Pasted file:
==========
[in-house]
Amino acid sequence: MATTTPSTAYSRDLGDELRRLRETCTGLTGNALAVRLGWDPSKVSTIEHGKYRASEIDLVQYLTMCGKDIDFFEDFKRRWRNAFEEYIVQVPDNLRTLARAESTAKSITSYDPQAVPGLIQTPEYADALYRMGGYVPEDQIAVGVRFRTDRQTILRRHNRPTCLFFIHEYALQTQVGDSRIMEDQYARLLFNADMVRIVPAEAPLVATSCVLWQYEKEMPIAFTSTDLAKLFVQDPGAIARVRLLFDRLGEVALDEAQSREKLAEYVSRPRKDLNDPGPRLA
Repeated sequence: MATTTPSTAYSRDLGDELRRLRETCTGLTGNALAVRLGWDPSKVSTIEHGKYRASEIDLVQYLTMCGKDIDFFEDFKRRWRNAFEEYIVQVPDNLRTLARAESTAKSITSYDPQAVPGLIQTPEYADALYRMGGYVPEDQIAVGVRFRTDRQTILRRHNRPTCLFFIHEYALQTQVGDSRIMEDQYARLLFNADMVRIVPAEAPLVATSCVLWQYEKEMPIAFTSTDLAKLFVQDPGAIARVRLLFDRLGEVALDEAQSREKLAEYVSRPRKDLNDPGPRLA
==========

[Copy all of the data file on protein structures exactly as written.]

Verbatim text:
[in-house]
Amino acid sequence: MATTTPSTAYSRDLGDELRRLRETCTGLTGNALAVRLGWDPSKVSTIEHGKYRASEIDLVQYLTMCGKDIDFFEDFKRRWRNAFEEYIVQVPDNLRTLARAESTAKSITSYDPQAVPGLIQTPEYADALYRMGGYVPEDQIAVGVRFRTDRQTILRRHNRPTCLFFIHEYALQTQVGDSRIMEDQYARLLFNADMVRIVPAEAPLVATSCVLWQYEKEMPIAFTSTDLAKLFVQDPGAIARVRLLFDRLGEVALDEAQSREKLAEYVSRPRKDLNDPGPRLA
Repeated sequence: MATTTPSTAYSRDLGDELRRLRETCTGLTGNALAVRLGWDPSKVSTIEHGKYRASEIDLVQYLTMCGKDIDFFEDFKRRWRNAFEEYIVQVPDNLRTLARAESTAKSITSYDPQAVPGLIQTPEYADALYRMGGYVPEDQIAVGVRFRTDRQTILRRHNRPTCLFFIHEYALQTQVGDSRIMEDQYARLLFNADMVRIVPAEAPLVATSCVLWQYEKEMPIAFTSTDLAKLFVQDPGAIARVRLLFDRLGEVALDEAQSREKLAEYVSRPRKDLNDPGPRLA